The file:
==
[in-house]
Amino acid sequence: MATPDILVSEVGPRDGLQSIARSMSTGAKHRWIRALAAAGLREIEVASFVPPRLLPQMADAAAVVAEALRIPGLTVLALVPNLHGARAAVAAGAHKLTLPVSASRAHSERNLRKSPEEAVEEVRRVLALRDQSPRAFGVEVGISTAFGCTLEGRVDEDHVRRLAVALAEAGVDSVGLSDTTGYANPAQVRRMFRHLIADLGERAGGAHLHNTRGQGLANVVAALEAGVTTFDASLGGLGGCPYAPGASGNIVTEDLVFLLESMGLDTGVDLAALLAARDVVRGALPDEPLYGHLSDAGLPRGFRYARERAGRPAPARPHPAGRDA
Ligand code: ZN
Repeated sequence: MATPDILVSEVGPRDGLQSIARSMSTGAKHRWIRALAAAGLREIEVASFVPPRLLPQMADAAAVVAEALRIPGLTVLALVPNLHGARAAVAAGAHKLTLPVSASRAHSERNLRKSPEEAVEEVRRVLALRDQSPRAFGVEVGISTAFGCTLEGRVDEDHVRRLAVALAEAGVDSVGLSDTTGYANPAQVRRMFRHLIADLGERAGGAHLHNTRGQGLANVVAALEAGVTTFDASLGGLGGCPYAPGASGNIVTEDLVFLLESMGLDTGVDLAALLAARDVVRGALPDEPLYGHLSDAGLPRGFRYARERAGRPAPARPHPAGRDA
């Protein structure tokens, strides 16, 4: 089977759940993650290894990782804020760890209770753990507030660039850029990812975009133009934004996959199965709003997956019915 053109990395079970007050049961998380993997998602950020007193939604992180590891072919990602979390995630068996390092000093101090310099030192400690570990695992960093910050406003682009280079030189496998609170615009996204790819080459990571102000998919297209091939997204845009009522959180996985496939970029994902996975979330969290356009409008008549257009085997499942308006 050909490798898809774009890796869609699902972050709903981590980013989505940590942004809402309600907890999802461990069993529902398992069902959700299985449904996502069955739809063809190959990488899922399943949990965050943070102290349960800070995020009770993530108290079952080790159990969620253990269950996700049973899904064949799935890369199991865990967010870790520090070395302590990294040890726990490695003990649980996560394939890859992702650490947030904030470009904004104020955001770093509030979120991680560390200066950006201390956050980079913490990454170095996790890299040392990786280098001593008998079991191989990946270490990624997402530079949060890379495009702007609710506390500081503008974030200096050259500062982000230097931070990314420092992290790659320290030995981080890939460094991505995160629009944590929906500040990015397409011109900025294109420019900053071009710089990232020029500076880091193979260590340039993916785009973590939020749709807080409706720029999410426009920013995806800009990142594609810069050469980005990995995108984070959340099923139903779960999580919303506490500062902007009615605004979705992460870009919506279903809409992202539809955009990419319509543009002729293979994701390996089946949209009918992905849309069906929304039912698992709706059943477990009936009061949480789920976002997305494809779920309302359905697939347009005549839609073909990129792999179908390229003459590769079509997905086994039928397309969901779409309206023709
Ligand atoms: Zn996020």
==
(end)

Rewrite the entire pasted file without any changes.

[in-house]
Amino acid sequence: MATPDILVSEVGPRDGLQSIARSMSTGAKHRWIRALAAAGLREIEVASFVPPRLLPQMADAAAVVAEALRIPGLTVLALVPNLHGARAAVAAGAHKLTLPVSASRAHSERNLRKSPEEAVEEVRRVLALRDQSPRAFGVEVGISTAFGCTLEGRVDEDHVRRLAVALAEAGVDSVGLSDTTGYANPAQVRRMFRHLIADLGERAGGAHLHNTRGQGLANVVAALEAGVTTFDASLGGLGGCPYAPGASGNIVTEDLVFLLESMGLDTGVDLAALLAARDVVRGALPDEPLYGHLSDAGLPRGFRYARERAGRPAPARPHPAGRDA
Ligand code: ZN
Repeated sequence: MATPDILVSEVGPRDGLQSIARSMSTGAKHRWIRALAAAGLREIEVASFVPPRLLPQMADAAAVVAEALRIPGLTVLALVPNLHGARAAVAAGAHKLTLPVSASRAHSERNLRKSPEEAVEEVRRVLALRDQSPRAFGVEVGISTAFGCTLEGRVDEDHVRRLAVALAEAGVDSVGLSDTTGYANPAQVRRMFRHLIADLGERAGGAHLHNTRGQGLANVVAALEAGVTTFDASLGGLGGCPYAPGASGNIVTEDLVFLLESMGLDTGVDLAALLAARDVVRGALPDEPLYGHLSDAGLPRGFRYARERAGRPAPARPHPAGRDA
């Protein structure tokens, strides 16, 4: 089977759940993650290894990782804020760890209770753990507030660039850029990812975009133009934004996959199965709003997956019915 053109990395079970007050049961998380993997998602950020007193939604992180590891072919990602979390995630068996390092000093101090310099030192400690570990695992960093910050406003682009280079030189496998609170615009996204790819080459990571102000998919297209091939997204845009009522959180996985496939970029994902996975979330969290356009409008008549257009085997499942308006 050909490798898809774009890796869609699902972050709903981590980013989505940590942004809402309600907890999802461990069993529902398992069902959700299985449904996502069955739809063809190959990488899922399943949990965050943070102290349960800070995020009770993530108290079952080790159990969620253990269950996700049973899904064949799935890369199991865990967010870790520090070395302590990294040890726990490695003990649980996560394939890859992702650490947030904030470009904004104020955001770093509030979120991680560390200066950006201390956050980079913490990454170095996790890299040392990786280098001593008998079991191989990946270490990624997402530079949060890379495009702007609710506390500081503008974030200096050259500062982000230097931070990314420092992290790659320290030995981080890939460094991505995160629009944590929906500040990015397409011109900025294109420019900053071009710089990232020029500076880091193979260590340039993916785009973590939020749709807080409706720029999410426009920013995806800009990142594609810069050469980005990995995108984070959340099923139903779960999580919303506490500062902007009615605004979705992460870009919506279903809409992202539809955009990419319509543009002729293979994701390996089946949209009918992905849309069906929304039912698992709706059943477990009936009061949480789920976002997305494809779920309302359905697939347009005549839609073909990129792999179908390229003459590769079509997905086994039928397309969901779409309206023709
Ligand atoms: Zn996020």